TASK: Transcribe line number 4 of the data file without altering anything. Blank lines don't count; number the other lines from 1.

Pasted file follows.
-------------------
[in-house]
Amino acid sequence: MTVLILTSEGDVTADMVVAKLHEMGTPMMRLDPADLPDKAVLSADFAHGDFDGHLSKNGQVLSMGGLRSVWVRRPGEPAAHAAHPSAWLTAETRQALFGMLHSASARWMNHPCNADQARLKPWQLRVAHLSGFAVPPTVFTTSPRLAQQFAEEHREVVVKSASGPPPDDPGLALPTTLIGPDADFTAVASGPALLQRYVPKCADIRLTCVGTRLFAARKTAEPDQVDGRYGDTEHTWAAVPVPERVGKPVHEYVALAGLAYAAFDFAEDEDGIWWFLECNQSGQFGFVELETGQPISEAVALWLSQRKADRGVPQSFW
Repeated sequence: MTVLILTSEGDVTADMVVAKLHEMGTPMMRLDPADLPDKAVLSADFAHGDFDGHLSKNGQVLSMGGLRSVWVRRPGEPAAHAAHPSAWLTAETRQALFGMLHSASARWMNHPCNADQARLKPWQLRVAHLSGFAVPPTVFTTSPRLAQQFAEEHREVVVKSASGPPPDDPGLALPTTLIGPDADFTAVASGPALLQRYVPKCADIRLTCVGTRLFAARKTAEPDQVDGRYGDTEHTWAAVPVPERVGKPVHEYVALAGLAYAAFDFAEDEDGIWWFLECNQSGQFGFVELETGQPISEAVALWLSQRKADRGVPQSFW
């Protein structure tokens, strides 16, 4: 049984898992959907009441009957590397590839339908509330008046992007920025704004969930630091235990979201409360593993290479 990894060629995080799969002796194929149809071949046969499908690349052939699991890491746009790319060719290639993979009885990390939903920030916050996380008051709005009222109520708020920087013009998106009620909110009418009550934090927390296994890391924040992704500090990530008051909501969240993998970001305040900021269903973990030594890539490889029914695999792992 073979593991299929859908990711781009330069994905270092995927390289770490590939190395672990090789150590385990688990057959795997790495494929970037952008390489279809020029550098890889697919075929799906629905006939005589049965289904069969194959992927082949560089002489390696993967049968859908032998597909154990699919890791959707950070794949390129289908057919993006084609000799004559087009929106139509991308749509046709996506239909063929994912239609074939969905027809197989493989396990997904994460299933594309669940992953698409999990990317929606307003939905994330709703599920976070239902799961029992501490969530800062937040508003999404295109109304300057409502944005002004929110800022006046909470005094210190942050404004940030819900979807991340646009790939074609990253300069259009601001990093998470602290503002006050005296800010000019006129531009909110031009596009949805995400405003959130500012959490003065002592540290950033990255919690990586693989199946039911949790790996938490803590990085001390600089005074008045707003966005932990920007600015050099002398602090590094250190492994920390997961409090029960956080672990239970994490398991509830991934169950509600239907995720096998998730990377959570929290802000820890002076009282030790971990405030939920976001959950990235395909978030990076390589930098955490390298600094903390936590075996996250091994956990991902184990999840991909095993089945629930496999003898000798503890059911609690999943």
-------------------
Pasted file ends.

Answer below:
């Protein structure tokens, strides 16, 4: 049984898992959907009441009957590397590839339908509330008046992007920025704004969930630091235990979201409360593993290479 990894060629995080799969002796194929149809071949046969499908690349052939699991890491746009790319060719290639993979009885990390939903920030916050996380008051709005009222109520708020920087013009998106009620909110009418009550934090927390296994890391924040992704500090990530008051909501969240993998970001305040900021269903973990030594890539490889029914695999792992 073979593991299929859908990711781009330069994905270092995927390289770490590939190395672990090789150590385990688990057959795997790495494929970037952008390489279809020029550098890889697919075929799906629905006939005589049965289904069969194959992927082949560089002489390696993967049968859908032998597909154990699919890791959707950070794949390129289908057919993006084609000799004559087009929106139509991308749509046709996506239909063929994912239609074939969905027809197989493989396990997904994460299933594309669940992953698409999990990317929606307003939905994330709703599920976070239902799961029992501490969530800062937040508003999404295109109304300057409502944005002004929110800022006046909470005094210190942050404004940030819900979807991340646009790939074609990253300069259009601001990093998470602290503002006050005296800010000019006129531009909110031009596009949805995400405003959130500012959490003065002592540290950033990255919690990586693989199946039911949790790996938490803590990085001390600089005074008045707003966005932990920007600015050099002398602090590094250190492994920390997961409090029960956080672990239970994490398991509830991934169950509600239907995720096998998730990377959570929290802000820890002076009282030790971990405030939920976001959950990235395909978030990076390589930098955490390298600094903390936590075996996250091994956990991902184990999840991909095993089945629930496999003898000798503890059911609690999943």